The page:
Balanganda

by ruthsmason

image Balangandas catch your eye right away amid the tourist stuff that you have seen before. Something very new and intriguing. A beautiful shop in Salvador, owned by a Frenchman who has lived in Brazil for 30 years, has copies of balangandas in both fake silver and real silver. Originally, a slave woman would begin to create one by receiving a silver chain as a necklace. Then she would get an arc with two globes at each end, one representing Africa and the other Brazil. Then various charms would be added representing fruits in Brazil, a traditional musical instrument, a wooden arm and hand with the thumb between index and middle finger to represent luck, a gourd attached to a long handle used by men on horseback to scoop up water to drink from a stream, and more fruits. As it got heavier and the silver added up she usually wore the ornament pinned to her waistband.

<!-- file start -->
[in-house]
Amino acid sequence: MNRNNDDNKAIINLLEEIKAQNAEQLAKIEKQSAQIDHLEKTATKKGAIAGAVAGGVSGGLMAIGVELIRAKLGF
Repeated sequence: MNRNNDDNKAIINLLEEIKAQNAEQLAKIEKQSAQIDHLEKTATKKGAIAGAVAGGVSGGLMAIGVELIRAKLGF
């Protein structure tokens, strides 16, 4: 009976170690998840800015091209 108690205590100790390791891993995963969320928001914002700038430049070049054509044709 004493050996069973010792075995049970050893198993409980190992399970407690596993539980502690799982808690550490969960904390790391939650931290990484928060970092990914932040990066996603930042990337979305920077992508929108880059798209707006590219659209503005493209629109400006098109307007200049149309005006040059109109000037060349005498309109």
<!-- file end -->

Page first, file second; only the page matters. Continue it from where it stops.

Balangandas come from the time before slaves were freed by law. When a woman had gathered enough charms she could buy her freedom. And, how does she acquire these charms, you may ask? Well, they are given to her by her master for ‘favors given’. The story even goes so far as to say that slave women competed with each other for more beautiful balangandas with more charms of better quality silver.

Once free, these same women became the cooks of the street who celebrate their annual holiday on 25 November. While the story these pins tell is of a double slavery of sorts, you cannot help but admire the workmanship and beauty of the balangandas. It took years for a slave woman to gather enough charms, but they were a path to freedom. image

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